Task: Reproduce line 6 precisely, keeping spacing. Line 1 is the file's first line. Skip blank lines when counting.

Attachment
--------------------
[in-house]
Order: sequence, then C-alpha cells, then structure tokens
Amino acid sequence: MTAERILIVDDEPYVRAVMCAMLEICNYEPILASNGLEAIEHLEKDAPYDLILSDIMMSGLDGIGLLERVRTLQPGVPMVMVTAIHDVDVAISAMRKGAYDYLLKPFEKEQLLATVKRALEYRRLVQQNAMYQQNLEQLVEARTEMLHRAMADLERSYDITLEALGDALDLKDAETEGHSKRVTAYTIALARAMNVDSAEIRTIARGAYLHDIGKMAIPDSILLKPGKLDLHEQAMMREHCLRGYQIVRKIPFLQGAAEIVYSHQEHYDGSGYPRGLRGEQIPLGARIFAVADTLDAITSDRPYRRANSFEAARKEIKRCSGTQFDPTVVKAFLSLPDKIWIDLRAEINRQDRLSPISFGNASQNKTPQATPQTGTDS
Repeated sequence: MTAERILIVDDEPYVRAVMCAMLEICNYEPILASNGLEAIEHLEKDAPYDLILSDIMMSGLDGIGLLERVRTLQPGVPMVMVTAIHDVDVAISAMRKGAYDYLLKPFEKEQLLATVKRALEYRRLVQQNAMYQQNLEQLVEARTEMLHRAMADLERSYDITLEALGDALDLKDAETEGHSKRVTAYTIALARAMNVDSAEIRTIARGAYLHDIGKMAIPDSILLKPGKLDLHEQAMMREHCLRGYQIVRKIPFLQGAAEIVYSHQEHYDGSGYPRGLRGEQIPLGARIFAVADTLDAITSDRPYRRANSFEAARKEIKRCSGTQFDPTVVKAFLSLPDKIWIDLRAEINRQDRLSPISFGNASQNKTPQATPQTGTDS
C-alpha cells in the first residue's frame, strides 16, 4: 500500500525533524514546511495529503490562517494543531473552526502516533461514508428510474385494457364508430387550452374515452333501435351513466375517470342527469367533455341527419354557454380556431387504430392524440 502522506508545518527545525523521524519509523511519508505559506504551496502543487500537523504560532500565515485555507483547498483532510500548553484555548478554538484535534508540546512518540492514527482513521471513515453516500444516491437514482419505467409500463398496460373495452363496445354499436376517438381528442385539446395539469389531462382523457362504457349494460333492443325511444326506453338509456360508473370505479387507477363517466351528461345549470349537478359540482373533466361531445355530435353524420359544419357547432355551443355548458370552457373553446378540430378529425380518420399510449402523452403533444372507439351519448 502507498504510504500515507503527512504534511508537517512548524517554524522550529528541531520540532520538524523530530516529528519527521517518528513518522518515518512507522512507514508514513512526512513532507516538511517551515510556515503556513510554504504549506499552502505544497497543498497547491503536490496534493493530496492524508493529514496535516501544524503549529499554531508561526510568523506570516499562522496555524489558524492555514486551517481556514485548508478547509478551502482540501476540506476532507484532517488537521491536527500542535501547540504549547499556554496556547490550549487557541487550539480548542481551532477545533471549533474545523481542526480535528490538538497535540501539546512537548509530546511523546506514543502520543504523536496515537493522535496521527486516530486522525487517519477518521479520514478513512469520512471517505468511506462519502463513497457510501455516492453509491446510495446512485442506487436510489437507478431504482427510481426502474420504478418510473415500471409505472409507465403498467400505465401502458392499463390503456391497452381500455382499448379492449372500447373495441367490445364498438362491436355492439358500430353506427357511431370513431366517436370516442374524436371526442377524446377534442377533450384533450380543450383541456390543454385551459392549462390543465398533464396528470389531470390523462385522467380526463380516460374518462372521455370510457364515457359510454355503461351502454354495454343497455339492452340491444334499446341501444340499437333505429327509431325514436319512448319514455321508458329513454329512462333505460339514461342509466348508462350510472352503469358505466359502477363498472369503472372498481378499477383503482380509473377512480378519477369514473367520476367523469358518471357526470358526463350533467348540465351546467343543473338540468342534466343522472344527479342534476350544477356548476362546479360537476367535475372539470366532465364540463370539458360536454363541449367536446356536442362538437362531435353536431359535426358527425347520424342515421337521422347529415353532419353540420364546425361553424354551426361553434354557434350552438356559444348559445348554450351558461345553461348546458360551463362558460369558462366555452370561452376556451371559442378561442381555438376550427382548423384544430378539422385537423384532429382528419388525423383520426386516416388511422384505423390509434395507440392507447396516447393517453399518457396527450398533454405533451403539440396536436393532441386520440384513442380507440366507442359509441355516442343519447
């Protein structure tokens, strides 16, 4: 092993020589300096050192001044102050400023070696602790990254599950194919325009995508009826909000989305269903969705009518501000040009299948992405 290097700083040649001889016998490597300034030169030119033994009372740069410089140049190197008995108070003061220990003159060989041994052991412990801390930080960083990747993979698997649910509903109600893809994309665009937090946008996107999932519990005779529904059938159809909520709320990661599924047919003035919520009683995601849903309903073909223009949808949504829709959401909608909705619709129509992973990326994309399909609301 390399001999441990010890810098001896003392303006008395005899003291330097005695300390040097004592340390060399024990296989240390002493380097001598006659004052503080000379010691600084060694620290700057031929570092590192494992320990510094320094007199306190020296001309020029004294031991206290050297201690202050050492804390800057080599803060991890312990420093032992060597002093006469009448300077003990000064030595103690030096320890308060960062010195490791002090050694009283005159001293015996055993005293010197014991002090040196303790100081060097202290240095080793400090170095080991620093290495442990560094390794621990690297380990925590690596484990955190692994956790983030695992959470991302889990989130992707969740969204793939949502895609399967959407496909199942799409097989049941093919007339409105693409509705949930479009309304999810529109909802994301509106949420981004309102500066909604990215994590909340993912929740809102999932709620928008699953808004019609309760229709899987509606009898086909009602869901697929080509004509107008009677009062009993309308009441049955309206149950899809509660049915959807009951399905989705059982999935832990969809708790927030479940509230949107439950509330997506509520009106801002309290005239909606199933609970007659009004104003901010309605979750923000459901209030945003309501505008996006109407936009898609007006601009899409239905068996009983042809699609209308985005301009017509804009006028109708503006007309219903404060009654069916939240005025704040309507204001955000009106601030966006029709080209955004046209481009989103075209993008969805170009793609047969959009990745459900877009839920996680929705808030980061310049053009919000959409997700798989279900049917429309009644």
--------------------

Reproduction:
């Protein structure tokens, strides 16, 4: 092993020589300096050192001044102050400023070696602790990254599950194919325009995508009826909000989305269903969705009518501000040009299948992405 290097700083040649001889016998490597300034030169030119033994009372740069410089140049190197008995108070003061220990003159060989041994052991412990801390930080960083990747993979698997649910509903109600893809994309665009937090946008996107999932519990005779529904059938159809909520709320990661599924047919003035919520009683995601849903309903073909223009949808949504829709959401909608909705619709129509992973990326994309399909609301 390399001999441990010890810098001896003392303006008395005899003291330097005695300390040097004592340390060399024990296989240390002493380097001598006659004052503080000379010691600084060694620290700057031929570092590192494992320990510094320094007199306190020296001309020029004294031991206290050297201690202050050492804390800057080599803060991890312990420093032992060597002093006469009448300077003990000064030595103690030096320890308060960062010195490791002090050694009283005159001293015996055993005293010197014991002090040196303790100081060097202290240095080793400090170095080991620093290495442990560094390794621990690297380990925590690596484990955190692994956790983030695992959470991302889990989130992707969740969204793939949502895609399967959407496909199942799409097989049941093919007339409105693409509705949930479009309304999810529109909802994301509106949420981004309102500066909604990215994590909340993912929740809102999932709620928008699953808004019609309760229709899987509606009898086909009602869901697929080509004509107008009677009062009993309308009441049955309206149950899809509660049915959807009951399905989705059982999935832990969809708790927030479940509230949107439950509330997506509520009106801002309290005239909606199933609970007659009004104003901010309605979750923000459901209030945003309501505008996006109407936009898609007006601009899409239905068996009983042809699609209308985005301009017509804009006028109708503006007309219903404060009654069916939240005025704040309507204001955000009106601030966006029709080209955004046209481009989103075209993008969805170009793609047969959009990745459900877009839920996680929705808030980061310049053009919000959409997700798989279900049917429309009644």